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Oedipus reasoning

Poor old Mums, they really do get the raw deal when it comes to families. Aside from the genetic responsibility for carrying a child to term, feeding it and probably being the parent who actually wakes up when a baby cries, women also either accept, or fight against those traditional expectations of motherhood. Oh to be a male seahorse, eh?

And now, along comes a more than paper-thin scientific survey that suggests that a mother's supportive influence on her child as toddler will help determine whether that child becomes an adult afraid of commitment or willing to forge a life-long bond, Science Daily suggests.

'First, two-year-olds were observed doing a difficult task while their mothers looked on. Did their mother laugh, help, or ignore the child? Second, at 16, the subjects recounted dealing with a conflict with a best friend, and were assessed for relational attitudes and skills.'

'This time, each couple discussed -- and tried to resolve -- the problem that caused them the most conflict. Then they talked about the things they agreed on most. Their videotaped interactions were rated for the amount of hostility -- coldness, rejection, and remorseless injury -- and hopelessness about the relationship that each partner displayed, and how each tried to quell those in the other.'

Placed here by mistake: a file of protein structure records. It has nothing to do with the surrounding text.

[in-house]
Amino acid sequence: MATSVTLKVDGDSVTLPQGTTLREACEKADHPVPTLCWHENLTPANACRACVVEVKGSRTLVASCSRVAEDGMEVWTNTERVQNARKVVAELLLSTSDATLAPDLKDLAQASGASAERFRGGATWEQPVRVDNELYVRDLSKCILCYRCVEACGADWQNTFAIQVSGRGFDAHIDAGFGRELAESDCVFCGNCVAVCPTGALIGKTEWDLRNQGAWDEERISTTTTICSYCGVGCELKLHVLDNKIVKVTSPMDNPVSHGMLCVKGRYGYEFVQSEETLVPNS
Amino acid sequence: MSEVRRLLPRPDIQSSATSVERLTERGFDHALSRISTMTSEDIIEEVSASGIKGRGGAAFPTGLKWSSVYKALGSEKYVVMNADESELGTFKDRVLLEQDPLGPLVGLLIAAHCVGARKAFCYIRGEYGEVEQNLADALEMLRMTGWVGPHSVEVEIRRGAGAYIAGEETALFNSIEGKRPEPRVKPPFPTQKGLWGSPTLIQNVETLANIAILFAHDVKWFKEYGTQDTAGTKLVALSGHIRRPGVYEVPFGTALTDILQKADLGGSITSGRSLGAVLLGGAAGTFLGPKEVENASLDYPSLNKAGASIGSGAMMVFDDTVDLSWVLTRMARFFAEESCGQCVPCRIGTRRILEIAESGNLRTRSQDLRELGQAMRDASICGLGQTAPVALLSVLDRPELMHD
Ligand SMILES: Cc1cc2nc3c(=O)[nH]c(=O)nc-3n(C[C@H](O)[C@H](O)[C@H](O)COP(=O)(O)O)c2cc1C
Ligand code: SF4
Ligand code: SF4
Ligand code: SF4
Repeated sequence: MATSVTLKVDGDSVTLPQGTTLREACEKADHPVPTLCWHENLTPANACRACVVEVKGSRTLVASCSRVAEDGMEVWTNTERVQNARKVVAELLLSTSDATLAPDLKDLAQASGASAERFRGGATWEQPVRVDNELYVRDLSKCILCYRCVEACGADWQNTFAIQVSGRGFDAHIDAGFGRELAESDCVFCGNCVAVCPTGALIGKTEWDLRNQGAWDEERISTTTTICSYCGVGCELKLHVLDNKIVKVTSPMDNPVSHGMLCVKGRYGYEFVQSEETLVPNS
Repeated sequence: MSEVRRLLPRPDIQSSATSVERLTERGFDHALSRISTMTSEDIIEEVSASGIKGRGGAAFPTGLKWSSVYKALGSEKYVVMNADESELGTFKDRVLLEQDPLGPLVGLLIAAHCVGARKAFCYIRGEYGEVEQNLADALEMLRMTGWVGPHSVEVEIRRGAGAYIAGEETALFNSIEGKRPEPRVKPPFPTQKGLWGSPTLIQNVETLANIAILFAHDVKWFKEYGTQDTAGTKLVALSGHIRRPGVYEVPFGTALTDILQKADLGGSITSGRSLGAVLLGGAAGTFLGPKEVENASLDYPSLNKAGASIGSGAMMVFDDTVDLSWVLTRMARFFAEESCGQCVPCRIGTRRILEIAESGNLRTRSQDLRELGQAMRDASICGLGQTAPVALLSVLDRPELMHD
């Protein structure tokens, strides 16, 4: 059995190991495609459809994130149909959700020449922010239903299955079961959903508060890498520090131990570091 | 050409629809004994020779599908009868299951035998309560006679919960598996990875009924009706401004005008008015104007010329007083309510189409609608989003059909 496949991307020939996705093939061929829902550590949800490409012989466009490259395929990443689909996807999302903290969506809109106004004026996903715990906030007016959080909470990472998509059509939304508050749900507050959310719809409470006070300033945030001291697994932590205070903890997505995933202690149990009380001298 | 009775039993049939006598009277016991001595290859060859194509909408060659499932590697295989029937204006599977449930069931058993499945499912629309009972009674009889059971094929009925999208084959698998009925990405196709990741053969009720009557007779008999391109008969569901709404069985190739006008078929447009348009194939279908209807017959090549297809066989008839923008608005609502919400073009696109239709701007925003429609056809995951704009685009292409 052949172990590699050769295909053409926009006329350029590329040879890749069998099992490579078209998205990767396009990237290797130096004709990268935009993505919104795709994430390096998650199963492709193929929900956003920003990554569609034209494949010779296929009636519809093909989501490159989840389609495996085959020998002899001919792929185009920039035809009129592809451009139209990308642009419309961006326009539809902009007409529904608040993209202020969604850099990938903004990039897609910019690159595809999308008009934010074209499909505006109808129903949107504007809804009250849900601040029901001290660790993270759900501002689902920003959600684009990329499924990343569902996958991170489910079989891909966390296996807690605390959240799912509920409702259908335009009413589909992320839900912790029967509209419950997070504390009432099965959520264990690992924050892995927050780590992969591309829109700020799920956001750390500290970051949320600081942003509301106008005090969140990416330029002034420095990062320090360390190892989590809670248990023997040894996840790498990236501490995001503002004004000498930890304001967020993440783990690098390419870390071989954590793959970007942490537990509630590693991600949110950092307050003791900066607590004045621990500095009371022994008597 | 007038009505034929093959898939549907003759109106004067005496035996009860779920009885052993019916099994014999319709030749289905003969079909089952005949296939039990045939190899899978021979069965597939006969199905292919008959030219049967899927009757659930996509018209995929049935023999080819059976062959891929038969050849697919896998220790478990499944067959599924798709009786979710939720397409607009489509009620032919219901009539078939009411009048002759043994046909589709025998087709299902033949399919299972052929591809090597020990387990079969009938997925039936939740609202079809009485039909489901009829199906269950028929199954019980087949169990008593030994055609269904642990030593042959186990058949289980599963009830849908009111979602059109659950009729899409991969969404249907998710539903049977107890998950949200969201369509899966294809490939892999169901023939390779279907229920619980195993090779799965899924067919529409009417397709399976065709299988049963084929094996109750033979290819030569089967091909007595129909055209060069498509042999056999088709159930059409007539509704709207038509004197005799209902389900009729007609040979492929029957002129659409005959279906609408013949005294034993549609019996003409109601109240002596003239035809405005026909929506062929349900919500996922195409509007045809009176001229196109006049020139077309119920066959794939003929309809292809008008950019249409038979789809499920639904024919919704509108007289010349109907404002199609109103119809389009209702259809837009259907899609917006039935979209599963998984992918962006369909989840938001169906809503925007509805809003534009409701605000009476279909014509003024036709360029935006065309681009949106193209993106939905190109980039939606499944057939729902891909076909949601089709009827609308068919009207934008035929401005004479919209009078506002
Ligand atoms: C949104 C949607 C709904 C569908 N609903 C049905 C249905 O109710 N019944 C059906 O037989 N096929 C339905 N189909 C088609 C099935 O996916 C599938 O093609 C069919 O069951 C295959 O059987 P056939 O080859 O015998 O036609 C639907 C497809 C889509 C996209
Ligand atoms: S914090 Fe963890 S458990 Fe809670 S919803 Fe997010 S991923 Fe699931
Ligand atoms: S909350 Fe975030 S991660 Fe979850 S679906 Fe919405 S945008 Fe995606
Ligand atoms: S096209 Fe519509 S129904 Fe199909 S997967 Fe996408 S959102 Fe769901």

The study was a longitudinal; a direct link was made between responsive and nurturing mothers and those adults becoming the strong link in their adult relationships.

Whilst mother does know best, it seems best that she doesn't keep mum when her kids need her the most - however subjective certain scientific studies prove to be.

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